A voice for the Irish diaspora

Appointment of first overseas senator an opportunity to deliver for emigrants who want a say in future of their home country

 

The Taoiesach’s appointment of Ireland’s first overseas senator is an opportunity to foster greater understanding of issues related to Irish citizens living aboard. Galway-born and Chicago-based businessman Billy Lawless, co-chair of the National Democratic Immigrant Council in the US, comes with some understanding of Irish politics. In the 1980s, he was chair of Fine Gael in the Galway West constituency and stood unsuccessfully for the city council in 1991.

Mr Lawless can help push a diaspora agenda, expose political commitments that have not been delivered upon and specifically represent the interests of undocumented Irish in the US. His appointment, nonetheless, sits a little uncomfortably with the Government’s campaign to target Irish voters living in the UK to help keep Britain in an EU whose executive, in 2014, criticised the Irish State for “disenfranchising” its citizens living abroad by not granting them voting rights.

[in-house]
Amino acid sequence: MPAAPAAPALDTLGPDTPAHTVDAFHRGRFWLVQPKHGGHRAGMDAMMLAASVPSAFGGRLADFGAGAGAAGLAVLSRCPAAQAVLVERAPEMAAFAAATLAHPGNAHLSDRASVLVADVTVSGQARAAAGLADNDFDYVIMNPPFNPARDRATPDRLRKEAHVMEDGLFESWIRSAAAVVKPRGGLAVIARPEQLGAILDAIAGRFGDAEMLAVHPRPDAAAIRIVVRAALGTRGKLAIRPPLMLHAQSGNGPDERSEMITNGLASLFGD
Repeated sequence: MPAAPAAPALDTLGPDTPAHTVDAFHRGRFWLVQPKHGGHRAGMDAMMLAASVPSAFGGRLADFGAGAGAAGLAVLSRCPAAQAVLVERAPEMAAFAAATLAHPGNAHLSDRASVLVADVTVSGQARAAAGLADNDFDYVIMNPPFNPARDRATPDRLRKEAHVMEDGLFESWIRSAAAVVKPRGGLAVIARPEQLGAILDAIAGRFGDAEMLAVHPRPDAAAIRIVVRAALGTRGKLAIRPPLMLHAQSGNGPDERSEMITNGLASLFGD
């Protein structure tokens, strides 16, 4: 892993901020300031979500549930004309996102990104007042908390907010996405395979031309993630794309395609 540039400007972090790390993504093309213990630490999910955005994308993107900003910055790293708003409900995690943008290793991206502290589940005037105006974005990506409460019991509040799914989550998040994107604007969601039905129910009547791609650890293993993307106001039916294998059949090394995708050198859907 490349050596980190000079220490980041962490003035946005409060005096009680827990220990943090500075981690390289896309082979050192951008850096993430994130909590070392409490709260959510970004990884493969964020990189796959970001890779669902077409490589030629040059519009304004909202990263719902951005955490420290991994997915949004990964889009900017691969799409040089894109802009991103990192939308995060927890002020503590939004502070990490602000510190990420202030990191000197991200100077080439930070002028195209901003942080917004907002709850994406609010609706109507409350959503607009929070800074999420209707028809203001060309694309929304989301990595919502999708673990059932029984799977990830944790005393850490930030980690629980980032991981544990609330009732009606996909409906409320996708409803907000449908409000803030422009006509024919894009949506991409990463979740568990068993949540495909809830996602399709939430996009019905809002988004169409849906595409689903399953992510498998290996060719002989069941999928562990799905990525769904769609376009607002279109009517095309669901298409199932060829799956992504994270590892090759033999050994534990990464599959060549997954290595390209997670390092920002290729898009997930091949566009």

Fine Gael has promised to hold a referendum on giving the Irish abroad a right to vote in presidential elections. It has committed to addressing the needs of emigrants who wish to return home; to working with Irish business groups abroad to provide opportunities for emigrants, to advocate on behalf of the undocumented Irish in the US, and to support local communities to strengthen relationships with their diasporas.

And yet a constitutional convention report recommending Irish citizens abroad be given a vote in presidential elections; an Oireachtas committee on EU affairs report recommending acceptance of the principle of emigrant voting rights, and last year’s report of the working group on the Seanad, urging that Irish citizens abroad would have the right to have a vote in Seanad elections, all remain unimplemented.

If Mr Lawless’s appointment gives our diaspora an empowering voice in parliament, gives him greater access to US political decision-makers and helps ensure ultimately that Irish emigrants continue to have a stake in the future of their home country, epitomised by an entitlement to vote, it will have been a good day’s work.

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